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# Yosenabe

Yosenabe is a Nikoli puzzle in which the aim of the game is to move circles on a grid into designated areas, using the clues on the numbers and in those areas.
Yosenabe can be played on any grid size. The difficulty can increase with the size of the grid, but a lot of it depends on the amount of circles, areas, and the variation of hints.

The rules are as follows:
- Move all the circles so they sit inside a designated area. These areas have thicker borders.
- The circles can only move horizontally and vertically. Each circle can only move in one direction.
- Circles cannot pass over other circles, and they cannot cross the path of another circle.
- The number in the designated areas must be equal to the sum of the numbers in the circles that enter it. So an area with the number 6 could have a circle with a 1, and a circle with a 5 for example.

## Standard version

A regular Yosenabe puzzle usually isn't too difficult to solve. There are only so many moves you can make on a small grid, let alone moves that work mathematically. The areas with a number are always the best place to start. Simply look for circles that could enter it, see if any combination adds up to the number in this area, and if it's the only possible one move the circles. If it's not the only one move to another area with a number and repeat the process.

## Converting it to an RPG setting.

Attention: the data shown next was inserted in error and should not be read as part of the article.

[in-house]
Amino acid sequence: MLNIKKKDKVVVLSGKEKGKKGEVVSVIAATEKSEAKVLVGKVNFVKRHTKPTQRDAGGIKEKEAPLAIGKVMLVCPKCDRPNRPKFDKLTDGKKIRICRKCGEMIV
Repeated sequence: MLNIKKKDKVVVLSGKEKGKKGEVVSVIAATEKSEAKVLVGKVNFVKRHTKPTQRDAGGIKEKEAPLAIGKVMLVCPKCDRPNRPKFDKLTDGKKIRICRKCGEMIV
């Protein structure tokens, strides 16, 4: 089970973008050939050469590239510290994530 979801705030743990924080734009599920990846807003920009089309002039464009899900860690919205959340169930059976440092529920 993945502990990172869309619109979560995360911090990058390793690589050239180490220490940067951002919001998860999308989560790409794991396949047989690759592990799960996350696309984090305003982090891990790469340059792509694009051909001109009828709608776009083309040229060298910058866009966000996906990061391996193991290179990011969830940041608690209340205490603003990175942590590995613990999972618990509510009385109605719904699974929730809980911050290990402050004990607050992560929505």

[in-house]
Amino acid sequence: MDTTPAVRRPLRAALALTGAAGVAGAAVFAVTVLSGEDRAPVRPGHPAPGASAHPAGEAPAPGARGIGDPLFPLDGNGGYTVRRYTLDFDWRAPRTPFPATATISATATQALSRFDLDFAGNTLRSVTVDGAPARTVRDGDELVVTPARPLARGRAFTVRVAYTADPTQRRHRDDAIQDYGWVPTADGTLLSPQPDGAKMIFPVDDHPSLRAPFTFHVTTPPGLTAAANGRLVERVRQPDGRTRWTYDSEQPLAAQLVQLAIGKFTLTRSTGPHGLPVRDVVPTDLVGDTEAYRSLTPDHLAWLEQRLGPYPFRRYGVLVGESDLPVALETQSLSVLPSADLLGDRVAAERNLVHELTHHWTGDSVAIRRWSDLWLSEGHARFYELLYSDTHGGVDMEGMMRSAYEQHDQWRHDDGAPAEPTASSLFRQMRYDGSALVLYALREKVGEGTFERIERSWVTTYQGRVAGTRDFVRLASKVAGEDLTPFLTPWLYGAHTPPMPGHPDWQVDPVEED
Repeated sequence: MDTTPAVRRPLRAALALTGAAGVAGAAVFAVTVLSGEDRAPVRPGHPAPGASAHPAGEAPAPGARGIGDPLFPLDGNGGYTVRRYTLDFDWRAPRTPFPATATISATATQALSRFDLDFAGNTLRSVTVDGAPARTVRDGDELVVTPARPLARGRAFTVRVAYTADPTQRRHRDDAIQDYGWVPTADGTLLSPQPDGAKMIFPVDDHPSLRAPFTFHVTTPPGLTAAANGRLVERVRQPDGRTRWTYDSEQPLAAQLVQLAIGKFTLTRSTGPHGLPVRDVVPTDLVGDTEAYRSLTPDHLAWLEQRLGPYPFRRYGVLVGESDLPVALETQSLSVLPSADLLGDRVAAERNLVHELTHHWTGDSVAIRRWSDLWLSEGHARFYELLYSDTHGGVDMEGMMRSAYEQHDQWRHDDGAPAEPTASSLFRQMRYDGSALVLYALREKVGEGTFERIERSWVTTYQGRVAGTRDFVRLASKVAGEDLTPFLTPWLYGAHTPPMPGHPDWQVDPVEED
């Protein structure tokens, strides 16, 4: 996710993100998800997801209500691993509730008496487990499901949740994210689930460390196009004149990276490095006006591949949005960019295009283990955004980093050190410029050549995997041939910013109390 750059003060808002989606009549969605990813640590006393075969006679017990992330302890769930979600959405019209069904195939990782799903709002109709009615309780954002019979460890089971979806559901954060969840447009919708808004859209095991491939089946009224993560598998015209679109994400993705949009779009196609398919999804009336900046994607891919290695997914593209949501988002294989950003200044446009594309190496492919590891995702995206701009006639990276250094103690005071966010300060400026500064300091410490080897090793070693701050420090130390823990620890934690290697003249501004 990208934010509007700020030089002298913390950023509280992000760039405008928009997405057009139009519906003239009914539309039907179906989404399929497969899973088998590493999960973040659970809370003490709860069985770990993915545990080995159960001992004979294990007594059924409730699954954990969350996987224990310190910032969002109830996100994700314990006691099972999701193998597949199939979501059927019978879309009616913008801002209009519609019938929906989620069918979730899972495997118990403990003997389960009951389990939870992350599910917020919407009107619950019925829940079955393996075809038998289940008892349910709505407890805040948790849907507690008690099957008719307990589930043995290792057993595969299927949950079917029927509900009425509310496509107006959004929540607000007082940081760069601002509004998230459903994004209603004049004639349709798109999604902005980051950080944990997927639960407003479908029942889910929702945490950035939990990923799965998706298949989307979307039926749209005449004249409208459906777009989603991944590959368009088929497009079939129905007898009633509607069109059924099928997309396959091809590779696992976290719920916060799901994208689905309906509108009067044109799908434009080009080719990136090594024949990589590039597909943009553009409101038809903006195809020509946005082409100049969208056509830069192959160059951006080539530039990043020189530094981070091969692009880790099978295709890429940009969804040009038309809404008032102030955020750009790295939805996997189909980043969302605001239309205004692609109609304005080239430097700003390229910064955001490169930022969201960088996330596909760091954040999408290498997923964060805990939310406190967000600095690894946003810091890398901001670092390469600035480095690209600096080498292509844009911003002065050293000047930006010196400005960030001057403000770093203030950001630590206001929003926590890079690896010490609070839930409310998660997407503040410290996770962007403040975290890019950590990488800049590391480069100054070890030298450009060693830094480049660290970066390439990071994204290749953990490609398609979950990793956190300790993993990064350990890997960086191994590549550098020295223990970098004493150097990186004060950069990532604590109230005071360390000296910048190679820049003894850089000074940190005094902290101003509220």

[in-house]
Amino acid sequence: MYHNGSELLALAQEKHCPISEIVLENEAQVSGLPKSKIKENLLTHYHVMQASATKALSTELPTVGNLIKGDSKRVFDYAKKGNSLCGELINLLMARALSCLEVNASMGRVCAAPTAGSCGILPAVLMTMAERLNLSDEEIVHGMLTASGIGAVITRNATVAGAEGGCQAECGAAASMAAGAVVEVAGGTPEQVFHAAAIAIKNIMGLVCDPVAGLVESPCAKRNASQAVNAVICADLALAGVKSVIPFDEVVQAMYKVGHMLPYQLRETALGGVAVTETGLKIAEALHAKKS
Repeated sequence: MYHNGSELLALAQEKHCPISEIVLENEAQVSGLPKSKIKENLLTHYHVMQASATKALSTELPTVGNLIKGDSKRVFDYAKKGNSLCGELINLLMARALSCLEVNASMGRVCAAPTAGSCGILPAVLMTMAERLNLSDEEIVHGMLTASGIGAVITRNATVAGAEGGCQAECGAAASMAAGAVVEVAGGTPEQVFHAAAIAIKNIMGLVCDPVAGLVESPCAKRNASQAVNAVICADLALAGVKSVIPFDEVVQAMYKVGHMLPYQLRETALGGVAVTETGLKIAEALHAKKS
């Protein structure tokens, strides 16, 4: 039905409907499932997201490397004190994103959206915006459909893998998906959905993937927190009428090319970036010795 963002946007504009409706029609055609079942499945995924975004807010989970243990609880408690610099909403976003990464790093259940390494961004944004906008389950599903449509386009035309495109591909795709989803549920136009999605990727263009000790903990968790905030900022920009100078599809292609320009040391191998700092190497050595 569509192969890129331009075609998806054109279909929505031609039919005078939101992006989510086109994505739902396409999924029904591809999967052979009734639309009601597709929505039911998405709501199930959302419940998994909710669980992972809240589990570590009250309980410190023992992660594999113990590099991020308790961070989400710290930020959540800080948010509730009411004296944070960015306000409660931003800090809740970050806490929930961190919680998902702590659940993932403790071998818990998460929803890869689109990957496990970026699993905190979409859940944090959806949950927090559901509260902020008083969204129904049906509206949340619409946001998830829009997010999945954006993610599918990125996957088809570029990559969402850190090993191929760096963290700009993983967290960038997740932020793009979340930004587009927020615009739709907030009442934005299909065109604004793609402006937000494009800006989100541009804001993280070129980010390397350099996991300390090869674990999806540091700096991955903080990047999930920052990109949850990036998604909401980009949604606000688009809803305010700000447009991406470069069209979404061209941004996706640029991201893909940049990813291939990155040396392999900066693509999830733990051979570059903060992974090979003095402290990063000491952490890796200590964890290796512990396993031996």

Yosenabe can be a bit tricky to convert to an RPG setting, but there are plenty of ways to replace the numbers and areas with more themed components. Power sources and power grids, populations and countries, crops and fields, monsters and cages, and so on.

For my example I went with colors. My character is faced with a room containing 6 spheres of light. There are also 4 areas marked by slightly raised floor tiles, some of which contain a small, colored light in the floor.
All my character has to do is put the right light spheres in the right containment areas.

If she makes a mistake at any point the color spheres will all send it out an electric shock, before all returning to their original position again. If she solves the puzzle she'll cause a mechanism to switch on, which allows her to move onto the next part of the campaign.
To those of you confused by the puzzle and its answer, remember that mixing light doesn't happen in the same way as mixing inks. If your party doesn't remember this either it could make the puzzle a lot more trickier.